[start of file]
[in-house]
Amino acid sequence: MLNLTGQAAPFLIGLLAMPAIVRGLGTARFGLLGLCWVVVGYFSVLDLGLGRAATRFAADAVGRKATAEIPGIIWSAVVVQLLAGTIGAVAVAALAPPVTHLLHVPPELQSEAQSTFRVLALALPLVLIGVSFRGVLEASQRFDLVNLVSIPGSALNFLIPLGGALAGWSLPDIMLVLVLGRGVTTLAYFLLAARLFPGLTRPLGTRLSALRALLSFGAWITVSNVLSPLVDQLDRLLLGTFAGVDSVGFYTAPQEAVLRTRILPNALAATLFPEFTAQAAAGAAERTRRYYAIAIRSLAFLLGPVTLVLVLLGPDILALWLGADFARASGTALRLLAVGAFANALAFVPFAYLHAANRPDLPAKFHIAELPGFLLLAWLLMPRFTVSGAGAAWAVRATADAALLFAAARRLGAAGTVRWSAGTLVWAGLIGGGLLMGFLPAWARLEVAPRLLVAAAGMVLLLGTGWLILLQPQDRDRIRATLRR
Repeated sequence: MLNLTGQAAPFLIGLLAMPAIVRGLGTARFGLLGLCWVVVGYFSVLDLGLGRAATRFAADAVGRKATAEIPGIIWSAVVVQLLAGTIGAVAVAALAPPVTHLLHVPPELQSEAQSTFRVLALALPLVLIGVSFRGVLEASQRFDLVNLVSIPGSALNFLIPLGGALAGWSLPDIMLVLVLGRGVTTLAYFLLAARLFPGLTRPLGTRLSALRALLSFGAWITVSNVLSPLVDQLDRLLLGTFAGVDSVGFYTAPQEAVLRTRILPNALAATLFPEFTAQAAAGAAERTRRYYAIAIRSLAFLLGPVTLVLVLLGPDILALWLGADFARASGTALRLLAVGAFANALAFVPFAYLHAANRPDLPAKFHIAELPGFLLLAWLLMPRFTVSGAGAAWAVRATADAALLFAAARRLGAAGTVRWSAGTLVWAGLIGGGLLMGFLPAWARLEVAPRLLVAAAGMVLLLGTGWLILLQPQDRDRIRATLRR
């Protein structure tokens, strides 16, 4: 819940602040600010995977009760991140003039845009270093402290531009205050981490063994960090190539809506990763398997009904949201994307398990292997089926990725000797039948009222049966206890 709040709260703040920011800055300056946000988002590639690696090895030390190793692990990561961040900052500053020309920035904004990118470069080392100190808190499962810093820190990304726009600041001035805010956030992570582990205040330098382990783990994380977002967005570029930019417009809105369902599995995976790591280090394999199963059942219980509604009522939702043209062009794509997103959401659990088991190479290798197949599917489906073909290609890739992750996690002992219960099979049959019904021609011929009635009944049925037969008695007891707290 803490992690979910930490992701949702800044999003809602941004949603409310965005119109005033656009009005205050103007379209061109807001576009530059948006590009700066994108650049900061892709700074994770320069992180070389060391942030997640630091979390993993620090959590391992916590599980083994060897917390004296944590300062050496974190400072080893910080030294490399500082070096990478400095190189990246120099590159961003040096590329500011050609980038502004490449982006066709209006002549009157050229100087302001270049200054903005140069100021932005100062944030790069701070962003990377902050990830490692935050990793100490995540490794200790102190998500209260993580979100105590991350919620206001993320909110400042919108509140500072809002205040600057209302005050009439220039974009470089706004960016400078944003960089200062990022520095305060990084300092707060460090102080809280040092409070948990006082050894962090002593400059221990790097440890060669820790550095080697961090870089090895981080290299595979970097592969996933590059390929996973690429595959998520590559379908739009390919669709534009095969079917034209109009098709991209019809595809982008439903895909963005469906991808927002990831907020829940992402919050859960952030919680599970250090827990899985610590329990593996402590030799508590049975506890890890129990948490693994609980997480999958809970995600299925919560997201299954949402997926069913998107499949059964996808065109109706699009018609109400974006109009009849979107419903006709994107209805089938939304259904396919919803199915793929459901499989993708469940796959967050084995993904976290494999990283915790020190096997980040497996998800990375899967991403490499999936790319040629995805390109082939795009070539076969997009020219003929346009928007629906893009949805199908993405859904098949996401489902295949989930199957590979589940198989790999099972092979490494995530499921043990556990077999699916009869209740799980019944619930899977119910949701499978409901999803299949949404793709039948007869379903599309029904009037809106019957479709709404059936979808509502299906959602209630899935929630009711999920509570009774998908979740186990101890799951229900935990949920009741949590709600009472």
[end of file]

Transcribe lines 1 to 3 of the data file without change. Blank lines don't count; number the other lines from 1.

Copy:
[in-house]
Amino acid sequence: MLNLTGQAAPFLIGLLAMPAIVRGLGTARFGLLGLCWVVVGYFSVLDLGLGRAATRFAADAVGRKATAEIPGIIWSAVVVQLLAGTIGAVAVAALAPPVTHLLHVPPELQSEAQSTFRVLALALPLVLIGVSFRGVLEASQRFDLVNLVSIPGSALNFLIPLGGALAGWSLPDIMLVLVLGRGVTTLAYFLLAARLFPGLTRPLGTRLSALRALLSFGAWITVSNVLSPLVDQLDRLLLGTFAGVDSVGFYTAPQEAVLRTRILPNALAATLFPEFTAQAAAGAAERTRRYYAIAIRSLAFLLGPVTLVLVLLGPDILALWLGADFARASGTALRLLAVGAFANALAFVPFAYLHAANRPDLPAKFHIAELPGFLLLAWLLMPRFTVSGAGAAWAVRATADAALLFAAARRLGAAGTVRWSAGTLVWAGLIGGGLLMGFLPAWARLEVAPRLLVAAAGMVLLLGTGWLILLQPQDRDRIRATLRR
Repeated sequence: MLNLTGQAAPFLIGLLAMPAIVRGLGTARFGLLGLCWVVVGYFSVLDLGLGRAATRFAADAVGRKATAEIPGIIWSAVVVQLLAGTIGAVAVAALAPPVTHLLHVPPELQSEAQSTFRVLALALPLVLIGVSFRGVLEASQRFDLVNLVSIPGSALNFLIPLGGALAGWSLPDIMLVLVLGRGVTTLAYFLLAARLFPGLTRPLGTRLSALRALLSFGAWITVSNVLSPLVDQLDRLLLGTFAGVDSVGFYTAPQEAVLRTRILPNALAATLFPEFTAQAAAGAAERTRRYYAIAIRSLAFLLGPVTLVLVLLGPDILALWLGADFARASGTALRLLAVGAFANALAFVPFAYLHAANRPDLPAKFHIAELPGFLLLAWLLMPRFTVSGAGAAWAVRATADAALLFAAARRLGAAGTVRWSAGTLVWAGLIGGGLLMGFLPAWARLEVAPRLLVAAAGMVLLLGTGWLILLQPQDRDRIRATLRR